Charity bags can be misleading

Dear Sir, — We have recently had a charity bag delivered and I decided to look into it.
Please make readers aware these bags have been banned as the money is used mainly for their own commercial purposes.
There are many delivered and I urge anyone to take your unwanted items to the local charity shops rather than line the pocket of these rogues. — Yours faithfully, 
In 2016 a complaint to the Advertising Standards Authority — that the bags were misleading because the company’s commercial status was not sufficiently clear — found the ASA stating: “… the bags should not appear again in their current form as they were likely to give consumers the misleading impression that they were donating directly to the charity”. The bag design at that time had no mention of Recycle Proline on the front.
In 2018, Nick Phillips, founder and director of Cancer Research and Genetics UK, was reported to be “exploring legal options” against the Fundraising Regulator, after it “threatened” his charity and “bullied” him.
Mr Phillips, who lost his wife to cancer and suffers from it himself, said the Fundraising Regulator was threatening to name and shame him and his charity if he did not either stop using Recycle Proline, or go and monitor collections himself, according to
That website reported: “The Fundraising Regulator has been investigating Cancer Research and Genetics UK and its relationship with Recycle Proline Ltd since 2016, after it received a number of complaints from the public.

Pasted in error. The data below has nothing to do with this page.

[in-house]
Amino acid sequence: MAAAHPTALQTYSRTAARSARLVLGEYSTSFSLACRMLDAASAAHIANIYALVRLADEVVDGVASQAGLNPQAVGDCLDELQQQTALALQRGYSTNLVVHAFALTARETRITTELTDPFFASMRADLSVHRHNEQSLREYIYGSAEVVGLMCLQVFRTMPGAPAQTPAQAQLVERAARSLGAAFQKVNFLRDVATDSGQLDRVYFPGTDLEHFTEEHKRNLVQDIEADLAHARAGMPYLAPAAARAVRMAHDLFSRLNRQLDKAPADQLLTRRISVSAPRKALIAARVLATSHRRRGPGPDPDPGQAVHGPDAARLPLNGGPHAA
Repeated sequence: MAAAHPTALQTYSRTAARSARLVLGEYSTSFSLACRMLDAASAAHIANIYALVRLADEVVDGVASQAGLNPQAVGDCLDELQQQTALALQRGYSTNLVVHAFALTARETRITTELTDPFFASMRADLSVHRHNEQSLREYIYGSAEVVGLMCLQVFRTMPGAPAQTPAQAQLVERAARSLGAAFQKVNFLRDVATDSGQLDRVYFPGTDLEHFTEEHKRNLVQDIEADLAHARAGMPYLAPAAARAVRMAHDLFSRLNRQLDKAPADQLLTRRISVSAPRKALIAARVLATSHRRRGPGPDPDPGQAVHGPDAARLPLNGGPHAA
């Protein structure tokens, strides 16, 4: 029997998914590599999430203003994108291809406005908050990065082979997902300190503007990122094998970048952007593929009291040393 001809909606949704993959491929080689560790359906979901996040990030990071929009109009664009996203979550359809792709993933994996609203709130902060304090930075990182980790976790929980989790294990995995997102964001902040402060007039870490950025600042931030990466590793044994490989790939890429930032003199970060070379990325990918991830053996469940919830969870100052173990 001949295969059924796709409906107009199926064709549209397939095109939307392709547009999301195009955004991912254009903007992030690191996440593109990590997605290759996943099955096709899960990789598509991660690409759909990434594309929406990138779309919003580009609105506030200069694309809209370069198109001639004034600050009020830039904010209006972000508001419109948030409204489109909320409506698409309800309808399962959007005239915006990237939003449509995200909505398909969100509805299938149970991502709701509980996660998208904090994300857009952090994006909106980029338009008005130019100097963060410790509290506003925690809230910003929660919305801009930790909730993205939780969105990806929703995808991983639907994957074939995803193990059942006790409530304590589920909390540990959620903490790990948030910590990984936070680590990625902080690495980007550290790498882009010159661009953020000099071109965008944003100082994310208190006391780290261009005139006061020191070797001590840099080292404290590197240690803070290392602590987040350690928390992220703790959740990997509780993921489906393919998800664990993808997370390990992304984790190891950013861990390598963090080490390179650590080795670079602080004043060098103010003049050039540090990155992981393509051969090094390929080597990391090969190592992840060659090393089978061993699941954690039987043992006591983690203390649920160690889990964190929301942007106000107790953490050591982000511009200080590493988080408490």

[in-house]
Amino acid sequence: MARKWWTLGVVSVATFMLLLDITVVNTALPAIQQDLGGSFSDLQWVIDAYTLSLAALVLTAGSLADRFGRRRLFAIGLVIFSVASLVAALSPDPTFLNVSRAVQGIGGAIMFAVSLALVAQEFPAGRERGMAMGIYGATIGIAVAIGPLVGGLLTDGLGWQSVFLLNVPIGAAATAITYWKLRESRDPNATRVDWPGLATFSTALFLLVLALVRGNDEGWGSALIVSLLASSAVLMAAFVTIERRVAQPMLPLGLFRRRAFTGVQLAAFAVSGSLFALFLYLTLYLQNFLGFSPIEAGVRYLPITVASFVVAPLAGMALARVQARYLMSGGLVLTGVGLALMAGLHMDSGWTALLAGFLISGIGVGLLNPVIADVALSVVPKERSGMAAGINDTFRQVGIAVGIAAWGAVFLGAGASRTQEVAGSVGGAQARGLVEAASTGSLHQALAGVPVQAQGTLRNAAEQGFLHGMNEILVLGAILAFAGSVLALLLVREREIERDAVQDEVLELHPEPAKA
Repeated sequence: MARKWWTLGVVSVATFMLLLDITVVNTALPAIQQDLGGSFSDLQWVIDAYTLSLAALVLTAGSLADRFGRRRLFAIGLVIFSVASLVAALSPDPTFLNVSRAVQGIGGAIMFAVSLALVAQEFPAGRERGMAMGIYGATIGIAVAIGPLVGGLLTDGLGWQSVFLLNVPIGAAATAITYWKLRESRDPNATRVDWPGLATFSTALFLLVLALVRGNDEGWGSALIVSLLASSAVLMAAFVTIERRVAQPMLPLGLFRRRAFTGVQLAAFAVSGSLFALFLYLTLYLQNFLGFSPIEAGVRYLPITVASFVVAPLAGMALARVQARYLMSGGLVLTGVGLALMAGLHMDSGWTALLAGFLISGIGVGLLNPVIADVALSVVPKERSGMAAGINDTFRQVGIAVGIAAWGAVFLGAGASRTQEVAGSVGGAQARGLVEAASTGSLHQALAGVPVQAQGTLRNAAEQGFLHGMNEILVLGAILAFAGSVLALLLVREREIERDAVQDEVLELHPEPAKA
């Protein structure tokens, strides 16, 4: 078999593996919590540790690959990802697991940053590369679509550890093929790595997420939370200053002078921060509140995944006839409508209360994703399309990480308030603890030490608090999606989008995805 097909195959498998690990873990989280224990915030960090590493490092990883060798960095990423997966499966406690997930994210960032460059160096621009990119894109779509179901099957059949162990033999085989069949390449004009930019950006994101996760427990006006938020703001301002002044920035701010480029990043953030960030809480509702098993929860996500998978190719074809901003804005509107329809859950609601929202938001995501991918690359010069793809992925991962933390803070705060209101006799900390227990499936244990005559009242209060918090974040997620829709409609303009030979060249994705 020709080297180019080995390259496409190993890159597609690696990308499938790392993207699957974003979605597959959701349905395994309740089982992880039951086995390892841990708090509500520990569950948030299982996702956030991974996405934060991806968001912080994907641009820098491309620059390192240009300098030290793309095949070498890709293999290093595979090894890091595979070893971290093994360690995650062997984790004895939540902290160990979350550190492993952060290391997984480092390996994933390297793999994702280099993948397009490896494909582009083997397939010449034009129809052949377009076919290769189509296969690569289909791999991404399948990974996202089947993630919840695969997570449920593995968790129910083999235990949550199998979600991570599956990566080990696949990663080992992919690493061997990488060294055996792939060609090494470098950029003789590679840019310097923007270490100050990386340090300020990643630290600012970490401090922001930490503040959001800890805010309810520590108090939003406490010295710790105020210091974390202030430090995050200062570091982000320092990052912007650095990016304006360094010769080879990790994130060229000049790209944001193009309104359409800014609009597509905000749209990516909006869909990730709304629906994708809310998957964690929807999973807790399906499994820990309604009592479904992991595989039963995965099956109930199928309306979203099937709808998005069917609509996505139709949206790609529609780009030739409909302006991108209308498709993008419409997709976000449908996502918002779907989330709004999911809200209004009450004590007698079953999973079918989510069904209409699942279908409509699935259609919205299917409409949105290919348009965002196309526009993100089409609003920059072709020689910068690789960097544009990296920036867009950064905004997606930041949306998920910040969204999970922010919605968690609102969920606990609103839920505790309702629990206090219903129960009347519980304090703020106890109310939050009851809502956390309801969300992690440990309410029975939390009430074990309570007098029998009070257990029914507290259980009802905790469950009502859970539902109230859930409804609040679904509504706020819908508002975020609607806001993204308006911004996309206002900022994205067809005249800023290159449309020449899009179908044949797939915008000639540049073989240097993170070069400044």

“The regulator referred the complaints to the ASA, which subsequently ordered Recycle Proline to ‘ensure its adverts clarified that it was a commercial organisation’ and to specify that ‘not all profits from donating clothes would go directly to the charity’”.
Recycle Proline has an arrangement with Cancer Research and Genetics whereby it pays the charity £3,200 a month regardless of the amount of clothing it collects using the branded collection bags. The company sells the used clothes on to rag merchants overseas.
In May 2018, the Children’s Hope Foundation, a Yorkshire-based charity was reported to the Fundraising Regulator after Recycle Proline delivered collection bags on its behalf without a licence.
The company was found distributing charity collection bags without a licence in Runnymede. Recycle Proline later applied for a licence, an application that Runnymede borough council rejected.